Wednesday, December 17, 2008
"The Soviet Story" is a documentary by Edvins Snore detailing the abuses and horrors of the Soviet Union over a seventy-four year period. I picked up on it when I read that Mikheil Saakashvili had attended the premiere in Tbilisi. The summary listed by IMDb is below.
"The Soviet Story" is a unique first time documentary film by director Edvins Snore. The film tells the story of the Soviet regime and how the Soviet Union helped Nazi Germany instigate the Holocaust. The film shows recently uncovered archive documents revealing this. Interviews with former Soviet Military intelligence officials reveal shocking details. "The Soviet Story" was filmed over 2 years in Russia, Ukraine, Latvia, Germany, France, UK and Belgium. Material for the documentary was collected by the author, Edvins Snore, for more than 10 years. As a result, "The Soviet Story" presents a truly unique insight into recent Soviet history, told by people, once Soviet citizens, who have first-hand knowledge of it.
Although the theatrical release date in the US was in October of this year, there has yet to be any details of a DVD yet. Below is a trailer of the film.
Just in from the AP, this report is threateningly corrosive to what little democracy Russia has left under its current prime minister. Here's to you, Time Magazine, on your excellent choice for Person of the Year.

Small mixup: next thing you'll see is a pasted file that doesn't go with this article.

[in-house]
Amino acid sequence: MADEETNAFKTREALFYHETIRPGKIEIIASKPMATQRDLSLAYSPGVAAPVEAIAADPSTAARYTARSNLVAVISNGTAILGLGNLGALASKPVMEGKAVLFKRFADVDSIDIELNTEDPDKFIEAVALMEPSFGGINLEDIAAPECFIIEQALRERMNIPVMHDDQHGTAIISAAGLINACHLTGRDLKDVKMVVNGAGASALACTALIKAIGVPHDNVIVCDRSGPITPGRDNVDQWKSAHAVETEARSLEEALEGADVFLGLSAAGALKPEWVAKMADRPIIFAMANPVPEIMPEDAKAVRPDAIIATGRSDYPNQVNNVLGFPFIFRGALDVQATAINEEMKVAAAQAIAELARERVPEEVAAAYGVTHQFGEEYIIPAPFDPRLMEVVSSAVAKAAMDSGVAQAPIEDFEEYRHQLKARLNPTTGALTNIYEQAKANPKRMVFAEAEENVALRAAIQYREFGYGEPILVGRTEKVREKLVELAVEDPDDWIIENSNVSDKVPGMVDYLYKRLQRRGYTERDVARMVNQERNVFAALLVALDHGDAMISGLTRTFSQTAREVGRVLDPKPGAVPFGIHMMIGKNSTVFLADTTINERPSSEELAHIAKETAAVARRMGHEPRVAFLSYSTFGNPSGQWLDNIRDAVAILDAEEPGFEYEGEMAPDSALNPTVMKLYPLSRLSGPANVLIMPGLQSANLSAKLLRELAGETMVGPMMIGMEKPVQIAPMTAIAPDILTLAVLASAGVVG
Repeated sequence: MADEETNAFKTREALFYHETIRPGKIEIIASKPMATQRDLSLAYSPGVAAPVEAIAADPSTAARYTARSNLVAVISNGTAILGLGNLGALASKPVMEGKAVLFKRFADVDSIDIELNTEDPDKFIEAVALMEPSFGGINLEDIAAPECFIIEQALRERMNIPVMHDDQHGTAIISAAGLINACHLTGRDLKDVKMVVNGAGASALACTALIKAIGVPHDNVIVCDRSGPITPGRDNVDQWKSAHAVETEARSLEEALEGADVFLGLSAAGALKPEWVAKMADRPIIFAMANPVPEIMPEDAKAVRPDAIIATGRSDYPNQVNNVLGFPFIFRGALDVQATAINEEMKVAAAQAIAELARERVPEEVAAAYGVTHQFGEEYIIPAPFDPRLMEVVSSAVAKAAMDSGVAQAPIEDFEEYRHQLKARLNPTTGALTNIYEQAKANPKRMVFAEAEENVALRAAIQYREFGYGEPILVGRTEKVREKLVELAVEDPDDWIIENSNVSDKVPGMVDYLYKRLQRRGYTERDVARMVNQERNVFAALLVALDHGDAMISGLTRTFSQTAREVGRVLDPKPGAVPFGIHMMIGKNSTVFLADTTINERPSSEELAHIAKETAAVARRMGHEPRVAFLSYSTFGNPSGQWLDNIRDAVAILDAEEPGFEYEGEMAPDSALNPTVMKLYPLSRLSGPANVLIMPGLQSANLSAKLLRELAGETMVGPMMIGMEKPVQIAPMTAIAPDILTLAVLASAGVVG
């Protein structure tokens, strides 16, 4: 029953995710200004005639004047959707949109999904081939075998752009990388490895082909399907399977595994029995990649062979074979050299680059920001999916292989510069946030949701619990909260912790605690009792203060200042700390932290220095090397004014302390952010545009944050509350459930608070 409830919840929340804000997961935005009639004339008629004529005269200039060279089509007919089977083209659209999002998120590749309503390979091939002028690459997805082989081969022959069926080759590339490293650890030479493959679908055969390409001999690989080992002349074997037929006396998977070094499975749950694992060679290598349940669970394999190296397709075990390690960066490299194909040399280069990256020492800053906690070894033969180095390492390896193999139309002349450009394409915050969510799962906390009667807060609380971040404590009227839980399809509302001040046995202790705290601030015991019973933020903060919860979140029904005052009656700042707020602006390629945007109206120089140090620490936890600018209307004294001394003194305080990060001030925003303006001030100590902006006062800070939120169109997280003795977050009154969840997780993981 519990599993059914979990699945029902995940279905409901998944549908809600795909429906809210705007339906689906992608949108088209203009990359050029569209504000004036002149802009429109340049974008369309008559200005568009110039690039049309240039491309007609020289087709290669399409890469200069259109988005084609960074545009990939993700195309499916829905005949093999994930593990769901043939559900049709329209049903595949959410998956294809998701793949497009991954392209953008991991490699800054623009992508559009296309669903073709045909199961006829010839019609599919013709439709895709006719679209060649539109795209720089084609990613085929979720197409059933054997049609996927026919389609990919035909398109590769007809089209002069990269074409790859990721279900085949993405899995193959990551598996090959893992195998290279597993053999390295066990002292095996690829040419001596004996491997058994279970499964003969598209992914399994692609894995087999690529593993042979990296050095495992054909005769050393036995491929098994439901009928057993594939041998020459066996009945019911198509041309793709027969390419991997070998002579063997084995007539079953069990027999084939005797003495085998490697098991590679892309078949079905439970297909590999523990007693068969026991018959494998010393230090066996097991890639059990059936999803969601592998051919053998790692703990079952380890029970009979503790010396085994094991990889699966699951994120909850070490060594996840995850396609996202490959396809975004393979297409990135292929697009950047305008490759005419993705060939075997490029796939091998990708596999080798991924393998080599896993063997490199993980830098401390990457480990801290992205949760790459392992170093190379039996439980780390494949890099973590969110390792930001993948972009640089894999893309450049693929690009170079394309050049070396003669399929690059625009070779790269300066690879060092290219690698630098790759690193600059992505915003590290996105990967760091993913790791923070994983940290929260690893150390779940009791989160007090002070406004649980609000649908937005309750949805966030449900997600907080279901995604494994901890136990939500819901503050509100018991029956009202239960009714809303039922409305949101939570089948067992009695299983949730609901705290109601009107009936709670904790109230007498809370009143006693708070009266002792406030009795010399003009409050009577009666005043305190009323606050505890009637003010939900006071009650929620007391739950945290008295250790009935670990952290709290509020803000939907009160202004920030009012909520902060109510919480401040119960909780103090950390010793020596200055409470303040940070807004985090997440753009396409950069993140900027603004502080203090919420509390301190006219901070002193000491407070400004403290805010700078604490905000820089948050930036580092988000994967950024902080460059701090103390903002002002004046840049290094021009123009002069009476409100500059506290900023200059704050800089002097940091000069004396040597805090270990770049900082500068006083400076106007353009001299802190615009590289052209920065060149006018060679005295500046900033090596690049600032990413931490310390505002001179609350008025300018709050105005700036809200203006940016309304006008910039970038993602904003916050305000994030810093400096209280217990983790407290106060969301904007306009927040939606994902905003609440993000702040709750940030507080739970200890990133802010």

MOSCOW – Russian rights activists say that a new law drafted by Prime Minister Vladimir Putin's Cabinet would allow authorities to label any government critic a traitor.
The draft extends the definition of treason from breaching Russia's external security to damage to the nation's constitutional order, sovereignty or territorial integrity.
A group of prominent rights activists, including head of the Moscow Helsinki Group Lyudmila Alexeyeva and head of Civic Assistance Svetlana Gannushkina, said in a statement Wednesday that passage of the bill would return the nation's justice system to the times of Soviet dictator Josef Stalin's purges.
The government systematically rolled back Russia's post-Soviet political freedoms during Putin's eight-year presidential tenure.
Tuesday, December 16, 2008
I noticed that General Makarov had been making the news a lot lately, so here is an additional article from EurasiaNet about his thoughts on US involvement in Central Asia (naturally, Russia's sphere of influence).
The United States is planning to set up military bases in Uzbekistan and Kazakhstan, Russia’s top general is claiming.
Russia’s armed forces chief of staff, Gen. Nikolai Makarov, revealed the news during an event at the Academy of Military Science in Moscow on December 16, saying that he had information that Washington was actively pursuing new facilities in Central Asia. "American military bases are dotted throughout the world. The US has opened bases in Romania and Bulgaria, and according to our information, [it] plans to establish [new bases] in Kazakhstan and Uzbekistan," the official RIA Novosti news agency quoted Makarov as saying.
"It is clear that Russia is concerned by the deployment near its borders of NATO’s advanced forces and bases ready to start combat operations within hours," Makarov continued.